There is now considerable excavated evidence for early glass-making in London. A small dump of waste comes from the early 17th century Winchester House factory in Southwark (the first in England to achieve commercial success with coal-firing of the furnace), and several assemblages can be attributed to Mansell's prolific Broad Street industry in the north of the City, with both green and colourless vessels represented. Last year, on the south bank, waste from the mid/late 17th century Bear Garden factory was uncovered; and most interestingly, some of the fragments may be from the `light sky-blue' vessels for which this industry was renowned. This discovery is particularly timely because excavations at the 17th century colonial site of Jamestown in the USA have uncovered some vivid blue glass which a local specialist has speculated might be a Bear Garden product. It will now be possible to put the finds from each side of the Atlantic together to see if they match. Waste found at all these sites for the first time provides opportunities for more informed factory attributions of excavated and other surviving vessels elsewhere than were possible just from historical references.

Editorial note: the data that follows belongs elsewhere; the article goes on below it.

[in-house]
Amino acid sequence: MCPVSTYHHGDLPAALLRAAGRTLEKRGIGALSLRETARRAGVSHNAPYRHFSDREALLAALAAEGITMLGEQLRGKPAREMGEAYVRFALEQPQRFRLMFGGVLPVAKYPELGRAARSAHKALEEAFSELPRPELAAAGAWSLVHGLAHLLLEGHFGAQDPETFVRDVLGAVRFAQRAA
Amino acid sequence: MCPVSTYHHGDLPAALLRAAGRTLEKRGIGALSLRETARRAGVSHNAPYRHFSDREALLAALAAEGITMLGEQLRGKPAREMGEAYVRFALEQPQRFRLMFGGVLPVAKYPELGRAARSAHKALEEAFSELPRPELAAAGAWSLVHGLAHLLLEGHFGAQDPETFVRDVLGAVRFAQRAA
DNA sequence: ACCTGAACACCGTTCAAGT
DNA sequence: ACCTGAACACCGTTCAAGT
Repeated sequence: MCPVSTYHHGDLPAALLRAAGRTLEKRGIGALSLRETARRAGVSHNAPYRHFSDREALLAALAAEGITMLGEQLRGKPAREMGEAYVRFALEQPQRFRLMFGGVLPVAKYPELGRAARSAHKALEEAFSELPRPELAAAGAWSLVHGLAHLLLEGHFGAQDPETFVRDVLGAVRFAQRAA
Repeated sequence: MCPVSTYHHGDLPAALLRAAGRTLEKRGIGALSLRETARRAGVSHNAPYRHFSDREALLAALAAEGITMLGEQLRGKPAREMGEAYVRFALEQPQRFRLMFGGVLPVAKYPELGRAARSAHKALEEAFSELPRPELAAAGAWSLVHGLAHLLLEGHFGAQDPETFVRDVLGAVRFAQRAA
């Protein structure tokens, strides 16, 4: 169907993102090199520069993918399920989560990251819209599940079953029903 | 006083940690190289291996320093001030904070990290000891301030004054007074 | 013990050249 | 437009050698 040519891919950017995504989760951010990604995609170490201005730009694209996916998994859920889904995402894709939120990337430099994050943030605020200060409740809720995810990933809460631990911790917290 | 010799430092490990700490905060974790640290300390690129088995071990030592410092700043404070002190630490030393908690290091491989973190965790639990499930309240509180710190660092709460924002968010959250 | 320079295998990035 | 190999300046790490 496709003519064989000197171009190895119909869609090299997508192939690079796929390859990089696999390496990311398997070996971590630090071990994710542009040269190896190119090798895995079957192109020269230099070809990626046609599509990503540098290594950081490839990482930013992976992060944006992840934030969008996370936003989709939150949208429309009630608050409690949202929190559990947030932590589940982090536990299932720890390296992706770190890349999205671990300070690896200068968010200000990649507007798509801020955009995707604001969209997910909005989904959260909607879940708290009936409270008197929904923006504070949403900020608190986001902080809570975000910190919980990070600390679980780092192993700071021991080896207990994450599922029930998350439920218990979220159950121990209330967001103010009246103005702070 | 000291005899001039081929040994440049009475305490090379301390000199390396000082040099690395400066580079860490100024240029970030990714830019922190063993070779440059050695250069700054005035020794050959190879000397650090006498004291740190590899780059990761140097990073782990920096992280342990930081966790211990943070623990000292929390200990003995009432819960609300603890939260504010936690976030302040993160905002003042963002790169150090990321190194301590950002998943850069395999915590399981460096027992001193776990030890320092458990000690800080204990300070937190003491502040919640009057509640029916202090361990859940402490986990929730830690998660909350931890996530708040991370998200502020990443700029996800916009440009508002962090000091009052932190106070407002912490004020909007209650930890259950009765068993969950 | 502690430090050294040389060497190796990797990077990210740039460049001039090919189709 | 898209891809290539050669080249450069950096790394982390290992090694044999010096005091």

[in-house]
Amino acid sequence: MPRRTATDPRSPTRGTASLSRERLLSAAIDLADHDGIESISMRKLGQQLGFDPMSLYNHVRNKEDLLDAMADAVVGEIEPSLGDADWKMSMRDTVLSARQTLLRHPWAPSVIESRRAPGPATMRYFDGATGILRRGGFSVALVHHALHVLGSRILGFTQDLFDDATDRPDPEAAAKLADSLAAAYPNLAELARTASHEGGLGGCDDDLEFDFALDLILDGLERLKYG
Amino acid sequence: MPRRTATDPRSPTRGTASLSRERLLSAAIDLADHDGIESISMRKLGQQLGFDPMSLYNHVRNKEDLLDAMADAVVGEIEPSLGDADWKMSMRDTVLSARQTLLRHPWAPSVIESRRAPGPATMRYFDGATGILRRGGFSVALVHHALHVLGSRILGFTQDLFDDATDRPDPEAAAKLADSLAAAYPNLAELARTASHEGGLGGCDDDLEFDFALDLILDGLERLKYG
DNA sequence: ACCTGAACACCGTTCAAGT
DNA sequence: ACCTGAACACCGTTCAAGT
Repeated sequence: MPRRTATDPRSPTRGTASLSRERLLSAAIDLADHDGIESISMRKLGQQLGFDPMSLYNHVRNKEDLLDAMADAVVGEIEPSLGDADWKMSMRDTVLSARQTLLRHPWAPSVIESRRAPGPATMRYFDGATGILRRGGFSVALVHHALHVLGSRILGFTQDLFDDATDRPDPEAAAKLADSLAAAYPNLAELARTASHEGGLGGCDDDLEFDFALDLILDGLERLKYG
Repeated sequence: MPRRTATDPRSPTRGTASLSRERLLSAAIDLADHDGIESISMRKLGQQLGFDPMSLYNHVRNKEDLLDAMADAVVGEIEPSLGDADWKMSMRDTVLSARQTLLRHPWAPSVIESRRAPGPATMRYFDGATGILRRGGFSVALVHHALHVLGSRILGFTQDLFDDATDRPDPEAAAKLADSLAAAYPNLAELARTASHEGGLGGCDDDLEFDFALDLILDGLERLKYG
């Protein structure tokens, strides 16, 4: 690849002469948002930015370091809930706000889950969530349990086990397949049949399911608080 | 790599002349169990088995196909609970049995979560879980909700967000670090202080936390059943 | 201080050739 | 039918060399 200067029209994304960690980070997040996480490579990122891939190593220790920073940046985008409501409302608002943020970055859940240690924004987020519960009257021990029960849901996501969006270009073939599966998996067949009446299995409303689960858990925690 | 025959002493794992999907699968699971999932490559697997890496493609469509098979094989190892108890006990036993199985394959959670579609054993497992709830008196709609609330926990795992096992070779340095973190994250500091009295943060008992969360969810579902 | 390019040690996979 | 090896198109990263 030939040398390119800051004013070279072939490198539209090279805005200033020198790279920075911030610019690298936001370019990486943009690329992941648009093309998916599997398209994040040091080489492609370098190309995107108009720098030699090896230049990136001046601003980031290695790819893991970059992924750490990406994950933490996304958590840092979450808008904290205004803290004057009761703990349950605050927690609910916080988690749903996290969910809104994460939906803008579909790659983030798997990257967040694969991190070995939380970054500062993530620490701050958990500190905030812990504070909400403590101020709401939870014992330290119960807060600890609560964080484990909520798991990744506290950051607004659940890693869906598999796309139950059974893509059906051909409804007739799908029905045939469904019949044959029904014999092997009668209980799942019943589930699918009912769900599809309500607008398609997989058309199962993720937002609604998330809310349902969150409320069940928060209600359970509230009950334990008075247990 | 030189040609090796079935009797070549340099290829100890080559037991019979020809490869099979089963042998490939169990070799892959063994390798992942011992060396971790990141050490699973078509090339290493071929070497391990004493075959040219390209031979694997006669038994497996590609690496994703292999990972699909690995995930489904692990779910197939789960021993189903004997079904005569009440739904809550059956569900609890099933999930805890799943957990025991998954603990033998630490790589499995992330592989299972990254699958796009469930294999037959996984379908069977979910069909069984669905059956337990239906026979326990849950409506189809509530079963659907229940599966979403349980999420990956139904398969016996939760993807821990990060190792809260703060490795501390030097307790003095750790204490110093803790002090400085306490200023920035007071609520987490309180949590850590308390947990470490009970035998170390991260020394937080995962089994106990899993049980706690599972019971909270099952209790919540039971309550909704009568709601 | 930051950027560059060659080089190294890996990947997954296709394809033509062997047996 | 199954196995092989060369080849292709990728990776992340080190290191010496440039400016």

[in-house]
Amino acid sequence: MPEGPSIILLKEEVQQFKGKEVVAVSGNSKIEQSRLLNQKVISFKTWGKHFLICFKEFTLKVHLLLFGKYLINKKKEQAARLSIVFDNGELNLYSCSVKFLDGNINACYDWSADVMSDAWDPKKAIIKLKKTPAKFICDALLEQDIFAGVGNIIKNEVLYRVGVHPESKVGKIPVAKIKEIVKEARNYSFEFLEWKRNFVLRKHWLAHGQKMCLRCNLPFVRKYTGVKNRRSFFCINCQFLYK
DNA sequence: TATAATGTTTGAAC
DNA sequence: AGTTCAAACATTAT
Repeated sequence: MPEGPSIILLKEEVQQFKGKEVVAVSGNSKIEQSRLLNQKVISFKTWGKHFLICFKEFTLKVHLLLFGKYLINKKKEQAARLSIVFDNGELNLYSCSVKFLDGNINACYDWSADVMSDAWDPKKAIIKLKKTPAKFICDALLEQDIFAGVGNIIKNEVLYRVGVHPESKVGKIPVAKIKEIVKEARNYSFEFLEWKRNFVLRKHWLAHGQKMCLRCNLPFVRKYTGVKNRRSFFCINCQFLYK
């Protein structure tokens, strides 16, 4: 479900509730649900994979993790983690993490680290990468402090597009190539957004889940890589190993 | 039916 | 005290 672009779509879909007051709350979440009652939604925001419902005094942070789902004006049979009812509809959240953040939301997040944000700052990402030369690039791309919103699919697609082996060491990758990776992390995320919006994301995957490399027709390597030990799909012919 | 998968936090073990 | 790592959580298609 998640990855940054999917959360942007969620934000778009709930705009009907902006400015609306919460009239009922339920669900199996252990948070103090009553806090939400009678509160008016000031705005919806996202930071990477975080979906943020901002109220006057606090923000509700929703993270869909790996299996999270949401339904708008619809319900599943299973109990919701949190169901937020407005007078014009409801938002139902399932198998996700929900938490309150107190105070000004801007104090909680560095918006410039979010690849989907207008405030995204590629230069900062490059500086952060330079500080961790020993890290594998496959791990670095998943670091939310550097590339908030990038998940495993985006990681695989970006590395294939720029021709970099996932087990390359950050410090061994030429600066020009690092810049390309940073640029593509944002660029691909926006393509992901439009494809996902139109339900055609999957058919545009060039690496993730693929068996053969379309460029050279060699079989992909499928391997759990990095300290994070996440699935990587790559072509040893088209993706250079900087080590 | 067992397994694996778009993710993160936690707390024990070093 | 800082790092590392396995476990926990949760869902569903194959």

Another intriguing question to arise from the new evidence comes from preliminary chemical analysis of fragments thought to be from the Broad Street factory. This has revealed a completely unexpected composition for colourless glass - a hybrid, using the new formula containing soda introduced by Italians, along with the traditional ingredient in England, potassium. Potassium would have been a pointless addition, but it might have continued to be included because of limited understanding at a time when successful formulae were valuable, closely guarded industrial secrets. If this analysis is confirmed it will be a useful pointer to further products from the same industry and eventually help gauge its penetration of the market. The two traditions of glass-making may not have been quite as separate as is presented in most accounts of the industry's history.